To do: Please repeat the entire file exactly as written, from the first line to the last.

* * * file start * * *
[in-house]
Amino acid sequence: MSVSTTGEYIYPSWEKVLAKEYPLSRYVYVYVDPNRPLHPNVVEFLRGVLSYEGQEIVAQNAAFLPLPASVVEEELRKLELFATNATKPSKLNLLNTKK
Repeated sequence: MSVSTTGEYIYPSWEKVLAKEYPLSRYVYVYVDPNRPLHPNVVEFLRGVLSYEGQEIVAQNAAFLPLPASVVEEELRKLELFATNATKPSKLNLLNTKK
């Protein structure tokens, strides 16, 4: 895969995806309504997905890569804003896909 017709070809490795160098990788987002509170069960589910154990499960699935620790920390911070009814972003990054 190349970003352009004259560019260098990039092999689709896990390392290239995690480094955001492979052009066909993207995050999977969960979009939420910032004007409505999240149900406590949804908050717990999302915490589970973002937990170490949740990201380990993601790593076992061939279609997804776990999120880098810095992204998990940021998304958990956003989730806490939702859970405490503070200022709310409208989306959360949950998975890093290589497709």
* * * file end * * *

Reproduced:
[in-house]
Amino acid sequence: MSVSTTGEYIYPSWEKVLAKEYPLSRYVYVYVDPNRPLHPNVVEFLRGVLSYEGQEIVAQNAAFLPLPASVVEEELRKLELFATNATKPSKLNLLNTKK
Repeated sequence: MSVSTTGEYIYPSWEKVLAKEYPLSRYVYVYVDPNRPLHPNVVEFLRGVLSYEGQEIVAQNAAFLPLPASVVEEELRKLELFATNATKPSKLNLLNTKK
């Protein structure tokens, strides 16, 4: 895969995806309504997905890569804003896909 017709070809490795160098990788987002509170069960589910154990499960699935620790920390911070009814972003990054 190349970003352009004259560019260098990039092999689709896990390392290239995690480094955001492979052009066909993207995050999977969960979009939420910032004007409505999240149900406590949804908050717990999302915490589970973002937990170490949740990201380990993601790593076992061939279609997804776990999120880098810095992204998990940021998304958990956003989730806490939702859970405490503070200022709310409208989306959360949950998975890093290589497709």